This latest refurbishing is the most promising yet. A deep, versatile roster with the chance to maintain its elite offense while improving on its disappointing defense. Dirk Nowitzki returns as the team’s anchor and Monta Ellis as its counterpunch. Any upward mobility, though, is predicated on the arrival of players like Parsons and Tyson Chandler. Those two bring added capability to two positions of need, widening Dallas’ range of execution on both ends of the floor. There’s still much to be determined in sussing out exactly what the Mavs are capable of in the long run, though for now Dallas trusts in coach Rick Carlisle to best orient a roster rich in well-fitting talent.
Best case: Dallas solidifies defensively to the point of becoming a legitimate title contender.
Worst case: Chandler never regains his full form and the point guard rotation withers. Those compounding positional issues nudge a talented Dallas team beyond the playoff cut.
3. Houston Rockets
2013-14 record: 54-28 | Lost in first round (4-2) to Blazers
Biggest loss: Chandler Parsons. In the strictest sense, the Rockets downgraded in overall talent by letting Parsons walk as a free agent. Twice they had the opportunity to keep Parsons – first through a cut-rate team option and later through the opportunity to match Dallas' offer sheet – and chose not to.
Outlook: It cannot be spun or avoided: Houston’s offseason was a dud. The team that courted Carmelo Anthony and almost landed Chris Bosh ended up with neither, instead signing Ariza and losing Parsons in the process. That’s an unfortunate turn for a team that gave up quality players to clear the requisite cap room, and it leaves Houston with a somewhat diminished roster in the face of a conference that keeps improving. The Rockets’ hopes, at this point, draw on fit as an adequate substitute for raw talent.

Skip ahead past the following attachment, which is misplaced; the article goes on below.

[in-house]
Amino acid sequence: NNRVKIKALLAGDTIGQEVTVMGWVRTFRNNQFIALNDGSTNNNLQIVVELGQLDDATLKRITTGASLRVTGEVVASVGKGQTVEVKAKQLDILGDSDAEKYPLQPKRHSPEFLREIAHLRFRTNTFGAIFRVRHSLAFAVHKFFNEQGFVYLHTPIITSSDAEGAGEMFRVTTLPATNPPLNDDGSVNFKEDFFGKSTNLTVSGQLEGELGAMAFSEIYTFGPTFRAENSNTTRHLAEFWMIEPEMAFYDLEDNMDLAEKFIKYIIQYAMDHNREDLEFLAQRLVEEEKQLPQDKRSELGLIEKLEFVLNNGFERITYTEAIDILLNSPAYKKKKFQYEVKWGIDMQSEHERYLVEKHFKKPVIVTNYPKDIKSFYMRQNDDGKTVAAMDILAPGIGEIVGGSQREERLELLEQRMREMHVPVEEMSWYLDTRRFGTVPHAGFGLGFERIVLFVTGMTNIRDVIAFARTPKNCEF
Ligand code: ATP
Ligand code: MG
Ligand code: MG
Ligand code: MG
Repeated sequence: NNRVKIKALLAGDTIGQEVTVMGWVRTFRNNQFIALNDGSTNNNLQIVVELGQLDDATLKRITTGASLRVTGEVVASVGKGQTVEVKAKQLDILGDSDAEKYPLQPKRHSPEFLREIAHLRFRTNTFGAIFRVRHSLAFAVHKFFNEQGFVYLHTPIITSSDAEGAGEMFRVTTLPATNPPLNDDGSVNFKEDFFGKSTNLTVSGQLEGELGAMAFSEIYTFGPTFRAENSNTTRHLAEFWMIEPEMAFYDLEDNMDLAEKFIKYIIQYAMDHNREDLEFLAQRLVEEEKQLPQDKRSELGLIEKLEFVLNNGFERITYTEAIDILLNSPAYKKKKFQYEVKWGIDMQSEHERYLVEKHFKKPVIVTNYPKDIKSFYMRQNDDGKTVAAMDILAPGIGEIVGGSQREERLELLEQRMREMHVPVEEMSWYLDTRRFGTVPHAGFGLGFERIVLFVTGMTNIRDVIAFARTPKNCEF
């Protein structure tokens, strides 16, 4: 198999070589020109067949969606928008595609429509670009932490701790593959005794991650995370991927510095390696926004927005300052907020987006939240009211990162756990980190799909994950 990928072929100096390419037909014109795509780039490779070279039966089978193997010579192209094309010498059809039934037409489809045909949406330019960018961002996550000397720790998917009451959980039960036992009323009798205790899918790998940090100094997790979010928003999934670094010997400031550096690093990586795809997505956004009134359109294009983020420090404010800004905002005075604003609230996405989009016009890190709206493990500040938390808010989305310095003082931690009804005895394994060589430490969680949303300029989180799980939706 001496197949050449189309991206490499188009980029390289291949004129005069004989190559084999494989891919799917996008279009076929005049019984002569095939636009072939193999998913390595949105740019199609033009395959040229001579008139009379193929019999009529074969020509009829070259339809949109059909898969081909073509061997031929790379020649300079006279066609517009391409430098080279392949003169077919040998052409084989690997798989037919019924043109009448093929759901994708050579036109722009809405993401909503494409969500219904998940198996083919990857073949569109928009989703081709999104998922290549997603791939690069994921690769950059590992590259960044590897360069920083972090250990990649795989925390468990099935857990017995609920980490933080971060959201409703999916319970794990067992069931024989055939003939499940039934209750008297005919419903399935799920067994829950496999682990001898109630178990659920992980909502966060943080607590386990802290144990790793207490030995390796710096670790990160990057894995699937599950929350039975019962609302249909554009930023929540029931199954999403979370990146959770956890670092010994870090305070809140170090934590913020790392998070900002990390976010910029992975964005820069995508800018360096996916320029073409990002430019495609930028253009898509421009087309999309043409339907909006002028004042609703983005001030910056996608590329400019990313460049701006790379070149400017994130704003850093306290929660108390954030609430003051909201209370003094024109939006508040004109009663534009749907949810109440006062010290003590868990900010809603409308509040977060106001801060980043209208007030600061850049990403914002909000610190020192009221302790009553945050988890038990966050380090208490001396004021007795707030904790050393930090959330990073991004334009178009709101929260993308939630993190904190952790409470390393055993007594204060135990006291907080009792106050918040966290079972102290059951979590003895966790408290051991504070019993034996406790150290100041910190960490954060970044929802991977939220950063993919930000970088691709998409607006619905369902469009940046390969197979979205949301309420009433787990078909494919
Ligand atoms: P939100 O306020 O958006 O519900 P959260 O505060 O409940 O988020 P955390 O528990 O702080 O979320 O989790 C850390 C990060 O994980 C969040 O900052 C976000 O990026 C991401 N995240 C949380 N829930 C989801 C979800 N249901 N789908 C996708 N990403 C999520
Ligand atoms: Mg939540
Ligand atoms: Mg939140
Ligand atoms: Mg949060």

Ariza, for instance, can’t do all that Parsons does with the ball but might be better suited playing alongside Harden and Dwight Howard. He’s the kind of flexible, lanky defender that Parsons was not, which helps to balance Houston’s perimeter defense. His superior spot-up shooting also makes Ariza a more fitting target for kick-out passes from either star, provided he maintains the accuracy he displayed in Washington last season.
Yet for as much as Ariza matters, Houston’s season will largely be determined by what Howard and Harden can accomplish as a duo in year two. Their immediate chemistry was productive, if stilted. A learned balance between them could go a long way in stabilizing Houston as a championship contender.
Best case: The Rockets emerge as a real threat to the Spurs. Not only does Houston push toward greater offensive and defensive efficiency, but Kevin McHale helps the team alleviate its half-court woes, leading to improved playoff solvency as a result.
Worst case: An operation wholly dependent on Harden and Howard grows stale without adequate support. Houston feels not only the loss of Parsons' versatility, but also the absence of Jeremy Lin's improvisational playmaking and Omer Asik's top-notch defense in reserve.
4. Memphis Grizzlies
2013-14 record: 50-32 | Lost in first round (4-3) to Thunder
Best addition: Vince Carter, whose signing fills the need for both complementary shooting and off-the-dribble spice.
Biggest loss: Mike Miller, whose return to Memphis – a city where he had played more than five seasons previously – proved short and sweet.
Outlook: Oh, how easily we disregard the Grizzlies, who just last season pushed through major injuries to both of their stars to finish with 50 wins. Then in the postseason Memphis pushed Oklahoma City to seven games only to be undone in the finale while Zach Randolph sat suspended. They’re not on par with the Thunder, Spurs or Clippers in terms of their contending outlook. Yet this Memphis team projects to be a tough out yet again on the basis of their irksome defense and gradually improving offense.